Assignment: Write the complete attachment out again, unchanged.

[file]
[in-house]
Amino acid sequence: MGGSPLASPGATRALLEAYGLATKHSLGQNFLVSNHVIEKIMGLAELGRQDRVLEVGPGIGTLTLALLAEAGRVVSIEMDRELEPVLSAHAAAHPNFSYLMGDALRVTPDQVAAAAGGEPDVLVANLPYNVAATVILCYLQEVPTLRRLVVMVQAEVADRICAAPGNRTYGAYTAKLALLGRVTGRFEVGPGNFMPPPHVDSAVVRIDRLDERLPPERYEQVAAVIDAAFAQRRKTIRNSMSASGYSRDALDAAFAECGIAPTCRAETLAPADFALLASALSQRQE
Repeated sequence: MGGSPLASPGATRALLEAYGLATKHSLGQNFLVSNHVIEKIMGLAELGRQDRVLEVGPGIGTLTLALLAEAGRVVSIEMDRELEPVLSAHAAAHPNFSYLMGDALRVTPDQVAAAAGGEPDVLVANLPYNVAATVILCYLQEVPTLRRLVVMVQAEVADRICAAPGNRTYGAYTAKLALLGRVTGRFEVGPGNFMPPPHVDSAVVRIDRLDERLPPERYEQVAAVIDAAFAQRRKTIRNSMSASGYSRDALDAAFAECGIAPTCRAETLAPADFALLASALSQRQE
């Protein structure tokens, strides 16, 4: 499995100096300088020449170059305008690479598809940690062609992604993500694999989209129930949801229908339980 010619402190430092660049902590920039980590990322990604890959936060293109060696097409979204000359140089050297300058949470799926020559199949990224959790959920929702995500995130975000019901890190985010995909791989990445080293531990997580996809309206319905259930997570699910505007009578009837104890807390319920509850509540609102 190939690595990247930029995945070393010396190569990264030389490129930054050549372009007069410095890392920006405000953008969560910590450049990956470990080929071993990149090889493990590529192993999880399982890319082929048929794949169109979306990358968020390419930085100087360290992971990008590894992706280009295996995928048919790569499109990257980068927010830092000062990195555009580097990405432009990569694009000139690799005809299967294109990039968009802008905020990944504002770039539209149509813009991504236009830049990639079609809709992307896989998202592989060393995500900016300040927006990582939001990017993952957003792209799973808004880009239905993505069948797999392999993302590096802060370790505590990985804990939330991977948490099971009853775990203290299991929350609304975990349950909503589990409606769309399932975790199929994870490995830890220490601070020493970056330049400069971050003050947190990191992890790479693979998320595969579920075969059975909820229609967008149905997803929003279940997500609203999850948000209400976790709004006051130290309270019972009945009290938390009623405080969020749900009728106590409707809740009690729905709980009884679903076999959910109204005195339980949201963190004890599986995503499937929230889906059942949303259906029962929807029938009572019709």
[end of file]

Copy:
[in-house]
Amino acid sequence: MGGSPLASPGATRALLEAYGLATKHSLGQNFLVSNHVIEKIMGLAELGRQDRVLEVGPGIGTLTLALLAEAGRVVSIEMDRELEPVLSAHAAAHPNFSYLMGDALRVTPDQVAAAAGGEPDVLVANLPYNVAATVILCYLQEVPTLRRLVVMVQAEVADRICAAPGNRTYGAYTAKLALLGRVTGRFEVGPGNFMPPPHVDSAVVRIDRLDERLPPERYEQVAAVIDAAFAQRRKTIRNSMSASGYSRDALDAAFAECGIAPTCRAETLAPADFALLASALSQRQE
Repeated sequence: MGGSPLASPGATRALLEAYGLATKHSLGQNFLVSNHVIEKIMGLAELGRQDRVLEVGPGIGTLTLALLAEAGRVVSIEMDRELEPVLSAHAAAHPNFSYLMGDALRVTPDQVAAAAGGEPDVLVANLPYNVAATVILCYLQEVPTLRRLVVMVQAEVADRICAAPGNRTYGAYTAKLALLGRVTGRFEVGPGNFMPPPHVDSAVVRIDRLDERLPPERYEQVAAVIDAAFAQRRKTIRNSMSASGYSRDALDAAFAECGIAPTCRAETLAPADFALLASALSQRQE
């Protein structure tokens, strides 16, 4: 499995100096300088020449170059305008690479598809940690062609992604993500694999989209129930949801229908339980 010619402190430092660049902590920039980590990322990604890959936060293109060696097409979204000359140089050297300058949470799926020559199949990224959790959920929702995500995130975000019901890190985010995909791989990445080293531990997580996809309206319905259930997570699910505007009578009837104890807390319920509850509540609102 190939690595990247930029995945070393010396190569990264030389490129930054050549372009007069410095890392920006405000953008969560910590450049990956470990080929071993990149090889493990590529192993999880399982890319082929048929794949169109979306990358968020390419930085100087360290992971990008590894992706280009295996995928048919790569499109990257980068927010830092000062990195555009580097990405432009990569694009000139690799005809299967294109990039968009802008905020990944504002770039539209149509813009991504236009830049990639079609809709992307896989998202592989060393995500900016300040927006990582939001990017993952957003792209799973808004880009239905993505069948797999392999993302590096802060370790505590990985804990939330991977948490099971009853775990203290299991929350609304975990349950909503589990409606769309399932975790199929994870490995830890220490601070020493970056330049400069971050003050947190990191992890790479693979998320595969579920075969059975909820229609967008149905997803929003279940997500609203999850948000209400976790709004006051130290309270019972009945009290938390009623405080969020749900009728106590409707809740009690729905709980009884679903076999959910109204005195339980949201963190004890599986995503499937929230889906059942949303259906029962929807029938009572019709």